Scheduled for release June 25, Trial is the latest title from the acclaimed Ryu Ga Gotoku Studio from Sega (usually known in the West as Yakuza Studio). Although he shares some similarities with the Yakuza games, such as his satisfactory combat system, game points and strong narrative, the judgment is quite different: it is a legal thriller, climbing the player as a private detective Takayuki Yagami while he investigates a series of murders . in the decadent streets of Kamurocho.
IGN Japan awarded the game a score of 8.8 when it was released in Japan in December, praising its "superior legal suspense" and "high-level action entertainment."
Meanwhile, the Yakuza series continues to gain momentum in the West, while several old-game titles for PS4 and PC continued to gain new fans at home and abroad. Now that the beloved story of the protagonist Kazuma Kiryu has been completed with Yakuza 6: The Song of Life, a new title – currently dubbed Shin Ryu Ga Gotoku, or Nova Yakuza – is under development with a brand new cast led by the rough – member of low level gang Ichiban Kasuga.
This is certainly a lot of games, and we wanted to know new details about all of them – so we sat down at Sega's bright new office in Tokyo with Yakuza Studio director Toshihiro Nagoshi who developed the Yakuza series and Judgment; Kazuki Hosokawa, producer of the Judgment; and Daisuke Sato, producer of the Yakuza series, who also produced Judgment. Let the Q & A begin.
IGN: What was the original reason behind the development of the trial as a spin-off for the Yakuza series?
Hosokawa: By the time the idea of the Judgment came about, we had already done six major Yakuza games. We felt we had found the strength of our studio, but it also seemed like time for a new challenge – something with a new setting and new characters, while also continuing the Yakuza series. It so happened that Nagoshi and I felt the same way at the same time, and then we began to discuss the idea in more detail. That was the birth of the judgment.
Nagoshi: It's not really a spin-off – after all, the Yakuza characters do not appear in the Judgment, and while it's in the same district of the town of Kamurocho, we wanted to do something different. And as Kiryu was part of the Yakuza series came to an end, this was a chance to do something I wanted to do for a while. I am very satisfied with that.
IGN: What are the main differences in judgment that differentiate you from a Yakuza game and what are the similarities it shares?
Hosokawa: The genre is quite different – Judgment has elements of suspense and mystery, and you solve a puzzle as the drama unfolds. While the Yakuza series invites players to plunge into an immoral world, the trial is based on the detective genre, which has a much wider appeal. The experience of the game itself may be similar, but you will have something totally different from playing it.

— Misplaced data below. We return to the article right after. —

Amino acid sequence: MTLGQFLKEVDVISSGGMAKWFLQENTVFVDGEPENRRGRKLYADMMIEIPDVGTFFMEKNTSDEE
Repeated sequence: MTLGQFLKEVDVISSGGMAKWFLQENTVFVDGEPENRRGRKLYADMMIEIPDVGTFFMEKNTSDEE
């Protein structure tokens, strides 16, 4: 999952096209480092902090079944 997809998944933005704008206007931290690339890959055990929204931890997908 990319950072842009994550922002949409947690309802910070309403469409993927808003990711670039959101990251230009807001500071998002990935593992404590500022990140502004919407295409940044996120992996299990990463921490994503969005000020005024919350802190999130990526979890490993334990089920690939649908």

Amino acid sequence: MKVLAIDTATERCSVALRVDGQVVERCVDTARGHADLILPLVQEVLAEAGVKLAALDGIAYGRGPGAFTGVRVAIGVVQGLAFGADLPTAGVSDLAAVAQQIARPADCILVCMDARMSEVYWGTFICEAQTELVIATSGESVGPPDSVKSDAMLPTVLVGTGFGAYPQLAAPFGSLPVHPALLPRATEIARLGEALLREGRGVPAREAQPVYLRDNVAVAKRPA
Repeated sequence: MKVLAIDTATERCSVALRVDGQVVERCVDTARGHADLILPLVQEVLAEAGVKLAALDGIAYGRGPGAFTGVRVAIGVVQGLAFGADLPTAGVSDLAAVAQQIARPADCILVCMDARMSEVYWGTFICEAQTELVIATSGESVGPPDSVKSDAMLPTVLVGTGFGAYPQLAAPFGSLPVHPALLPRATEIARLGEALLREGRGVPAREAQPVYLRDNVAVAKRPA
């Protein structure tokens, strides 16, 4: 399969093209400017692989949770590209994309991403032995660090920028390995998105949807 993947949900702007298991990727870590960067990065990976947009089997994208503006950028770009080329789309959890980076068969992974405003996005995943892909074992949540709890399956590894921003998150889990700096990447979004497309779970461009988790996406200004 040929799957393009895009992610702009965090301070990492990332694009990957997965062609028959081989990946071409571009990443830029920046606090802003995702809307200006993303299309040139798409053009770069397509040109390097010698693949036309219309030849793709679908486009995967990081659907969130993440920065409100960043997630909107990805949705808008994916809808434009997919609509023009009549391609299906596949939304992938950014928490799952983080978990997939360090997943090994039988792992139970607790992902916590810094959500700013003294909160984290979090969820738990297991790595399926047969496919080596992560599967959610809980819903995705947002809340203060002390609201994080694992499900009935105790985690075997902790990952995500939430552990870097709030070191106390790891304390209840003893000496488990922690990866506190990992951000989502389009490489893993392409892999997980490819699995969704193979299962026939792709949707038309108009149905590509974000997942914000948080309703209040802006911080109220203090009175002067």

IGN: The trial may not include Yakuza characters, but the town of Kamurocho has a large presence in both games. Why did you use it on the stage this time around?
Hosokawa: We wanted to have a protagonist who had a deep connection with the city around him. We had the choice between putting this character in a whole new place, or using Kamurocho – the city we spent many years building. Cost and schedule were factors, of course, but also after 15 years of improvements, Kamurocho has become a place with which we are familiar. I was a bit worried that fans might get fed up with seeing the same spot again but at the same time I thought it would suit the character and make the game a lot more fun to play.
IGN: In recent years, Sega has been narrowing the gap to bring the Western versions earlier. The Western version of the Judgment is only about 6 months after Japan. What is the thinking behind this strategy and what were the challenges?
Hosokawa: Fans in the West would always ask Sega after each Yakuza release: "When will you bring this game to our country ?!" In the past we had to start the localization process after the Japanese version was already complete, which made it impossible to close this gap. With the Trial, we started locating parts of the game about a year before the Japanese release, so we were working in parallel and that helped us reduce that delay to just six months.
Nagoshi: To be honest, in terms of scheduling, a simultaneous worldwide launch is actually possible. It is not so difficult. But from a commercial point of view, the western market is so big that it takes time to properly predict sales data, and to be honest, that's what causes the delay – it just can not be helped. But if the sentence is well sold overseas, we will have the data so that if we end up making a sequel, it is possible to consider a simultaneous worldwide spread next time.
IGN: Trial is the first Yakuza Studio game since Yakuza 1 to have a totally sonic voice acting in the West. What was the rationale behind this decision? Will future games receive the same treatment?